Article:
Walmart's Gloeckler talked about "Harnessing a Knowledge Organization." Motivation to lead comes from deep inside the individual, she said, pointing to the example of mountain climbers who fix their tents to the side of a sheer mountain face, secured by nothing but carabiners. "That desire to get to the top of the mountain must come from deep within," Gloeckner said.Sharing ideas for how organizations can harness the knowledge and expertise within their companies, Gloeckner borrowed a rule from Walmart founder Sam Walton — listen to your associates. "The key to success is to get out into the store and listen to what they associates have to say. It's terribly important for everyone to get involved," Walton once said.
In a highly emotional and incredibly frank discussion, Family Dollar’s chief merchant Jason Reiser talked about “Why purpose matters,” and presented several key characteristics of a purpose-driven leader. “You have to be willing to be unpopular,” Reiser said. In addition to being able to give and solicit unfiltered feedback, to never let data replace judgment and never become complacent, arrogant or scared, Reiser closed with one last rule that trumped all others: to have fun at what you’re doing and surround yourself with people that are able to laugh at themselves. Sharing very personal stories from his own life, Reiser reminded the audience that personal ambition may fuel you, but never lose track of the things that truly matter in life.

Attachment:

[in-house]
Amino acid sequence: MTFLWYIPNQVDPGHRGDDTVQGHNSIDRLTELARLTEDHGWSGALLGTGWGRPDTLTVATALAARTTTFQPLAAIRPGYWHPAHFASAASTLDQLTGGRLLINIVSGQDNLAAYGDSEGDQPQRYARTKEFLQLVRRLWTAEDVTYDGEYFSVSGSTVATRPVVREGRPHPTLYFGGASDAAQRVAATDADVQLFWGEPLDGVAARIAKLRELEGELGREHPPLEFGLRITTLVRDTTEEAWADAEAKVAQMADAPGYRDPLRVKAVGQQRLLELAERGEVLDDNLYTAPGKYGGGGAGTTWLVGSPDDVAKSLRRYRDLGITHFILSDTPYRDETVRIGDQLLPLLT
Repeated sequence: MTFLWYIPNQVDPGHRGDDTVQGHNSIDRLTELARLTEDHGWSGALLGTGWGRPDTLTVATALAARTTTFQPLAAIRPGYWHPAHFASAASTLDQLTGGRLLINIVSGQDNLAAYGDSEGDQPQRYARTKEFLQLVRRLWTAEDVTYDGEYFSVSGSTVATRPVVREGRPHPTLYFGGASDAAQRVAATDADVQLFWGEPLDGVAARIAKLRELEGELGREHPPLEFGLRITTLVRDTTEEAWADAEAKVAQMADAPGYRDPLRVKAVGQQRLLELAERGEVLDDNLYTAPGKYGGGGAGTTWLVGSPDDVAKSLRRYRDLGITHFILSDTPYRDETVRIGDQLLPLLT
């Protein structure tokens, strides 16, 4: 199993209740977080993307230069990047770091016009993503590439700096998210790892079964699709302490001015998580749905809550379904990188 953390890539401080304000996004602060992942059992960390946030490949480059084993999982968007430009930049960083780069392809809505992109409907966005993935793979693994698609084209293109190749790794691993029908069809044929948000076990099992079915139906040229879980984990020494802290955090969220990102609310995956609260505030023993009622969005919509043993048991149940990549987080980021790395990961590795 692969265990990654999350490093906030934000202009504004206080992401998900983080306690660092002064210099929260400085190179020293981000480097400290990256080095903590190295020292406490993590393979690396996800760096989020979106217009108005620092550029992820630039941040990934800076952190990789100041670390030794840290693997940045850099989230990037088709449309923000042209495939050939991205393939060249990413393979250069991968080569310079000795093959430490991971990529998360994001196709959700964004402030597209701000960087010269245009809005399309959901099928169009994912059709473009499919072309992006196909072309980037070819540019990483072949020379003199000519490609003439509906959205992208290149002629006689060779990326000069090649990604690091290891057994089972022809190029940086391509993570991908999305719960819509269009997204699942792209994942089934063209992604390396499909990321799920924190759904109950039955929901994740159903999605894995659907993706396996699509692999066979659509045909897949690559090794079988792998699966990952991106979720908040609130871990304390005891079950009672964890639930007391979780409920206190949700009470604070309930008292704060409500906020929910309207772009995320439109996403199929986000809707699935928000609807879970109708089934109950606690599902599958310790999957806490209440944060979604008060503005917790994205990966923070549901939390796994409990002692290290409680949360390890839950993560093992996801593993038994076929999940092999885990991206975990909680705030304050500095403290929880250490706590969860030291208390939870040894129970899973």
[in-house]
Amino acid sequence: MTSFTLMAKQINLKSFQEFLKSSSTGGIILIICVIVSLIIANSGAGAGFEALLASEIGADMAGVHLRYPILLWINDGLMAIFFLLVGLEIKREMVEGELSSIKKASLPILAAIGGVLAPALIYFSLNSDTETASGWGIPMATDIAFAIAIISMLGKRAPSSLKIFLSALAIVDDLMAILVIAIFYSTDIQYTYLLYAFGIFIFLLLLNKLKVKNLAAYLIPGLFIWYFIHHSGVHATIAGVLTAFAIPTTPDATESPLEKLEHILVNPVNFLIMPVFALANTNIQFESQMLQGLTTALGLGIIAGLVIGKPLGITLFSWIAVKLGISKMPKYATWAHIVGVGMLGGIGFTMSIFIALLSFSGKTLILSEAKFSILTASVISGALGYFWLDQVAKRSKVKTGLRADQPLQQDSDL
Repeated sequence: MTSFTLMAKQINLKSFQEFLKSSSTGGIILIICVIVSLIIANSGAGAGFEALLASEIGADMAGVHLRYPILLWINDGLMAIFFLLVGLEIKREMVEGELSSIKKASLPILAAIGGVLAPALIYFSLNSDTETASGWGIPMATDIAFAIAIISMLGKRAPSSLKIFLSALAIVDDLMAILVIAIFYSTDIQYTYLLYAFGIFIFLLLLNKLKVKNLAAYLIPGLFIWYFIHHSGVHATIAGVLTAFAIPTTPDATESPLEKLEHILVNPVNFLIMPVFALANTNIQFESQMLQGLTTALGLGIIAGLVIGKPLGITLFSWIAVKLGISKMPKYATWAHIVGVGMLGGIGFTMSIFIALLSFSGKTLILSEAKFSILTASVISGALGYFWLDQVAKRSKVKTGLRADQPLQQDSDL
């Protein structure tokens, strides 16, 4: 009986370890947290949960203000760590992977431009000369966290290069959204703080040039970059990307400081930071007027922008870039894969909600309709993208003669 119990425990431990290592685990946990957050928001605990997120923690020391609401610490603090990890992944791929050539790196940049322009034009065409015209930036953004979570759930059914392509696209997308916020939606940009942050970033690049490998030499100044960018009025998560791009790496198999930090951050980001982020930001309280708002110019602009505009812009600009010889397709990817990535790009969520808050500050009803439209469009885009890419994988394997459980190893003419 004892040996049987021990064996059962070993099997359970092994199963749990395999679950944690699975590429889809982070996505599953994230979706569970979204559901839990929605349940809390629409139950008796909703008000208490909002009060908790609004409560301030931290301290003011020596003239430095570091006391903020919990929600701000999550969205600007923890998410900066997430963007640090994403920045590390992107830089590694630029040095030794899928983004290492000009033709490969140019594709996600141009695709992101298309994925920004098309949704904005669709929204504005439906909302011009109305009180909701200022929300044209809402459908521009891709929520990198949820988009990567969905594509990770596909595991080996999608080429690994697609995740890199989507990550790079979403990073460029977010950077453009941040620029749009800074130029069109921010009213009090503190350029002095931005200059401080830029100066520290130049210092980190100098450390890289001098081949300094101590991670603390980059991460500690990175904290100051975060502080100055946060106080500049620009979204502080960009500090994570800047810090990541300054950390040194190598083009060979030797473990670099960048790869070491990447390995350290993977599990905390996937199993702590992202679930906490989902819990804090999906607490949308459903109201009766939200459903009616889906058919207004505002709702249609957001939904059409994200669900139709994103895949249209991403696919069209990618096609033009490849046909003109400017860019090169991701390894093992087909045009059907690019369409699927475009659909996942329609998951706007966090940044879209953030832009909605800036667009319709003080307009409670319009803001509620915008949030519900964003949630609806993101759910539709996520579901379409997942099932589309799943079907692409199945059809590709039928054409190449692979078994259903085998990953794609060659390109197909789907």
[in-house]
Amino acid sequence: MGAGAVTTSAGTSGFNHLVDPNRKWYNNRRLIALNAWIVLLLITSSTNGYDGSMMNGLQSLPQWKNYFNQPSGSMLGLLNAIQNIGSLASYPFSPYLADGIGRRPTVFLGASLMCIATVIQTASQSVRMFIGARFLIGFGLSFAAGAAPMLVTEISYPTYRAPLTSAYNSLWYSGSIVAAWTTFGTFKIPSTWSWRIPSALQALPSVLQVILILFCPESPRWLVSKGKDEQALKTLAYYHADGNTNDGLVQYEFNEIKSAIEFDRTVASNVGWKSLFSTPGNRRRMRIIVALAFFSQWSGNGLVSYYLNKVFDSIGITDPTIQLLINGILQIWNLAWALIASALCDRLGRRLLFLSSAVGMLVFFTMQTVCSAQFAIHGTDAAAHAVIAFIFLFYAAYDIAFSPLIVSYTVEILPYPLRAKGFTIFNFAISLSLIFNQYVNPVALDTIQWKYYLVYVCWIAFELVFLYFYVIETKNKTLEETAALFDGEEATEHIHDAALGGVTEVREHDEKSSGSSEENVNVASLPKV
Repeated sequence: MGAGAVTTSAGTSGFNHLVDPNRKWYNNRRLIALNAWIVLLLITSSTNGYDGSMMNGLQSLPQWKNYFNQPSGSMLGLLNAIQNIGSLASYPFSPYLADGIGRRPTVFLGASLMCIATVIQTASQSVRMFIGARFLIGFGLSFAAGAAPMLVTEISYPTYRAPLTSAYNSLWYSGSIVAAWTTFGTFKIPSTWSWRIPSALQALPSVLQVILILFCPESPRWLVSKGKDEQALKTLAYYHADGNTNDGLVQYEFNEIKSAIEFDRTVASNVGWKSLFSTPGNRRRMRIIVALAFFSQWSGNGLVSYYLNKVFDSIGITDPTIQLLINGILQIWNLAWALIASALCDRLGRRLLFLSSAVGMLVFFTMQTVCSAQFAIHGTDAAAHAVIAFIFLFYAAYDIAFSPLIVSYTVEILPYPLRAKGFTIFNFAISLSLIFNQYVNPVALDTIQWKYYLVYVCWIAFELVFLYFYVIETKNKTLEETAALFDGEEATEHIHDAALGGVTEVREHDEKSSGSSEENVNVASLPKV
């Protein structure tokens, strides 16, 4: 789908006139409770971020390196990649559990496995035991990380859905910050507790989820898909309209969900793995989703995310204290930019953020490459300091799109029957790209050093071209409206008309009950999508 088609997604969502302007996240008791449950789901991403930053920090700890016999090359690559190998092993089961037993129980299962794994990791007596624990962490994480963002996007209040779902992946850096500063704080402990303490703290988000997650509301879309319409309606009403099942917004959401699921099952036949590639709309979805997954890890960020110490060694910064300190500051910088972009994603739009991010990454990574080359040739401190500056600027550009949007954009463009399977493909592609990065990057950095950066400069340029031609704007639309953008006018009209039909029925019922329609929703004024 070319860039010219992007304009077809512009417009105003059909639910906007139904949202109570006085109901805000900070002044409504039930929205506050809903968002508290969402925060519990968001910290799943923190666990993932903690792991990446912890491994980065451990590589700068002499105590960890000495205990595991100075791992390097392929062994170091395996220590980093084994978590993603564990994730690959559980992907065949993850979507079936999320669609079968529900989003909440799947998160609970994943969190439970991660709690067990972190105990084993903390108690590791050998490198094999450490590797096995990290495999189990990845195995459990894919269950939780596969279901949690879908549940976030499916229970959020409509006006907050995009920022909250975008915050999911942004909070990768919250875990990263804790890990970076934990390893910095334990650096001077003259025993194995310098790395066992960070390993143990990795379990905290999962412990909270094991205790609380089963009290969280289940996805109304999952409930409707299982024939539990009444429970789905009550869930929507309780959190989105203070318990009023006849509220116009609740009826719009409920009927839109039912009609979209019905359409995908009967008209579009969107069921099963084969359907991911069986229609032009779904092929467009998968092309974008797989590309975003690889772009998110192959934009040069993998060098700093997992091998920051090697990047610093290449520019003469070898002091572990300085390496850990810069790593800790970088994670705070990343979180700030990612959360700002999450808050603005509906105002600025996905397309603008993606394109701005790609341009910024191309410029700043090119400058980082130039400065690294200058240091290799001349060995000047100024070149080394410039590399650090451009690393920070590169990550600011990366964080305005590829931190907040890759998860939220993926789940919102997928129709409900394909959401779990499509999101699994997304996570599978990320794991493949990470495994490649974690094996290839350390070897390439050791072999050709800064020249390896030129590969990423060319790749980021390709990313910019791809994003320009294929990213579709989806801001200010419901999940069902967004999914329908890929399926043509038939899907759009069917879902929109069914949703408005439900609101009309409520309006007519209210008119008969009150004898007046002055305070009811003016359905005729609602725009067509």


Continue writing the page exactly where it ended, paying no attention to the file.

CVS Health VP marketing George Coleman talked about “leading with heart” and connecting with the emotional reasons for why you do things in life and in business. Sharing his experience as a young Political Science graduate from the University of Indiana in 1992, Coleman talked about his two years in the Peace Corps, serving on an agricultural team working in Guinea-Bissau, in West Africa. Coleman said he took on the challenge because, “I wanted to know what I could do. Who am I, and what am I made of?”

New Massage Envy chief executive Joe Magnacca discussed  "Having the Courage to Risk," and shared his experience as the former CEO of RadioShack. Framing his comments in a "Good, Bad and the Ugly" context, Magnacca talked about the important lessons he learned at the helm of the struggling electronics retailer. On the subject of financials – which he confessed, as a merchant first, was not his strong suit prior to his RadioShack experience — Magnacca noted, "The good part was it forced me to refocus on the P&L. The bad? I learned that lenders are not your friends. And the ugly — cash is king," he added.